Document Type


Publication Date


Publication Citation

76 Fordham Law Review 1585 (2007)


Rape cases reveal core conflicts in the space where evidence, law, and ethics intersect. Such conflicts include the tension between victim protection and the rights of the accused, the challenges attorneys face trying to negotiate the demands of sensitive and emotionally difficult cases, and the role of the law in counteracting stereotypes and bias.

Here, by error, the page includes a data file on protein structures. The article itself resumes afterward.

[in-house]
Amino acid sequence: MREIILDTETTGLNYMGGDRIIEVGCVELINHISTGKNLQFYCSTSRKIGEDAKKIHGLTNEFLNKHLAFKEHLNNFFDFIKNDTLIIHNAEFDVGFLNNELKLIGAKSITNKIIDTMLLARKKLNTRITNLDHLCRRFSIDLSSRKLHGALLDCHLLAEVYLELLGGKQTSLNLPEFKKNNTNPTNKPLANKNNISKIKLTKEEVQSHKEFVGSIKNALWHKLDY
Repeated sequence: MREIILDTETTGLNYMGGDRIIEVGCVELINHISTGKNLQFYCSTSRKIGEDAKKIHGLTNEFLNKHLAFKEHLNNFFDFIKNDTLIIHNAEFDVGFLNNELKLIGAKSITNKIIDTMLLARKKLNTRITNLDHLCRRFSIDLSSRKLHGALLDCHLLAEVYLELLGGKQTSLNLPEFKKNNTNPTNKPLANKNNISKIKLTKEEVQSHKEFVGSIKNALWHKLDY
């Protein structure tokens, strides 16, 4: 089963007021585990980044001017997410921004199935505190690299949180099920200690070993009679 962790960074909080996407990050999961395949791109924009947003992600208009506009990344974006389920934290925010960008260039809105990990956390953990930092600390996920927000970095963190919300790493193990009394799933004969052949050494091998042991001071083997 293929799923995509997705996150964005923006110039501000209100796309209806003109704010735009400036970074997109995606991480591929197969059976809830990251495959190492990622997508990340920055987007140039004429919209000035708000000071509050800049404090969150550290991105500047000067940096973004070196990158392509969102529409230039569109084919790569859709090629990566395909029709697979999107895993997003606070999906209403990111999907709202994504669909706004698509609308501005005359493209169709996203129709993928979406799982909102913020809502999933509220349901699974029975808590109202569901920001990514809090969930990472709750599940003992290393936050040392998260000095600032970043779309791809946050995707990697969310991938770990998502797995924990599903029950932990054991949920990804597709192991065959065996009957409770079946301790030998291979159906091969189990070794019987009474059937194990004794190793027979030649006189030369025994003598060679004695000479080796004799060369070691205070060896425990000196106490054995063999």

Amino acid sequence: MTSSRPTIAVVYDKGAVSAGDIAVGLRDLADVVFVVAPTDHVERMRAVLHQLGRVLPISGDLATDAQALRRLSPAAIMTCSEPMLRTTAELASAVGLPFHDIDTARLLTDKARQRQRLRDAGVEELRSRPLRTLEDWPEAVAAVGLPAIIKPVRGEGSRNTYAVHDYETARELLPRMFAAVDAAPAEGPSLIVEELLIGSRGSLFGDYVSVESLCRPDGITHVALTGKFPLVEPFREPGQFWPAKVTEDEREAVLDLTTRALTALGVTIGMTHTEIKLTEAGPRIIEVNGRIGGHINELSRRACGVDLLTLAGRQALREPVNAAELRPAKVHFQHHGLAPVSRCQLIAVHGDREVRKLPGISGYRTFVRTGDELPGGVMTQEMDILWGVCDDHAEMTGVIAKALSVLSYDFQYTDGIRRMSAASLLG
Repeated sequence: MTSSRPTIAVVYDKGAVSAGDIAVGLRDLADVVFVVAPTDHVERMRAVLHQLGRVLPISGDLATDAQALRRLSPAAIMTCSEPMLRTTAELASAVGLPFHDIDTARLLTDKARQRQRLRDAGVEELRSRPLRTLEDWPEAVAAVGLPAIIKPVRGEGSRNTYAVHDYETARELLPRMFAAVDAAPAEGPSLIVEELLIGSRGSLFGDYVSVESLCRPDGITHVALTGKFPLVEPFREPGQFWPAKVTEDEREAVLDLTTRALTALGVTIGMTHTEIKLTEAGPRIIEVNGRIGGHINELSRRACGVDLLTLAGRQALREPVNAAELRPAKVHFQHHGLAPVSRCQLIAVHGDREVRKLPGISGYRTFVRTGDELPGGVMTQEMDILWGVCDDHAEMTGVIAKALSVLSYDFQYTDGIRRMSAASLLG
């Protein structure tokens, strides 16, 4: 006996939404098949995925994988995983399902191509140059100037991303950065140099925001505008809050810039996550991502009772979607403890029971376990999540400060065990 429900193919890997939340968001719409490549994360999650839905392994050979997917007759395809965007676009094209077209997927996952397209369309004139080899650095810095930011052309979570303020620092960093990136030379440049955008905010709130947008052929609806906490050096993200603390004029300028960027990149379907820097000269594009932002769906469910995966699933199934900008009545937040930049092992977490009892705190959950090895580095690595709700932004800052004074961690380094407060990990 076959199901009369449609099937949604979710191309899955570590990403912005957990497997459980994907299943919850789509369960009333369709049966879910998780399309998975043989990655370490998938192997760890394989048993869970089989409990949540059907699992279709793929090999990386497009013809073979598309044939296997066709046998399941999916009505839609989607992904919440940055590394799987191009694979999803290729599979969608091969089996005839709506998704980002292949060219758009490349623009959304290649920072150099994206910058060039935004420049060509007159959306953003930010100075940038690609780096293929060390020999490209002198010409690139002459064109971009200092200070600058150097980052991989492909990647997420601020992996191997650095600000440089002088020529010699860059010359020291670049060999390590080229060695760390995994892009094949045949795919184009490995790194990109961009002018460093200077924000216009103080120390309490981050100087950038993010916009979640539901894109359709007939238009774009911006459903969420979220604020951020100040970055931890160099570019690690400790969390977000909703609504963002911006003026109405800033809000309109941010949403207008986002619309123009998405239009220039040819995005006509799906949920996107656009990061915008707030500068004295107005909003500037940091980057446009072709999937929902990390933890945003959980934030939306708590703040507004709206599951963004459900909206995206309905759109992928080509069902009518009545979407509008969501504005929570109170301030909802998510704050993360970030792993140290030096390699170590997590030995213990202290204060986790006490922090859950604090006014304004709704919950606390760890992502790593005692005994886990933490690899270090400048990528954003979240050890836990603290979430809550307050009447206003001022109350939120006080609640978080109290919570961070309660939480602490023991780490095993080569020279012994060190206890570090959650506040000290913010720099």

In this essay, I will begin by presenting the cultural milieu surrounding rape allegations, briefly reviewing attitudes towards perpetrators and victims. Next, I will attempt to capture the legal zeitgeist concerning rape, focusing on two recent phenomena: the reversal of false rape convictions based on DNA evidence and the advent of big-media rape trials involving various celebrities. After establishing this groundwork, I will turn to three separate issues of ethics and evidence that arise regularly in rape trials: (1) naming the victim, (2) shielding the victim's sexual history, and (3) civil settlements of rape charges. I will use the fairly recent case of Kobe Bryant, a famous basketball player accused of rape, to illustrate the evidence and ethical issues in all three of these discrete categories.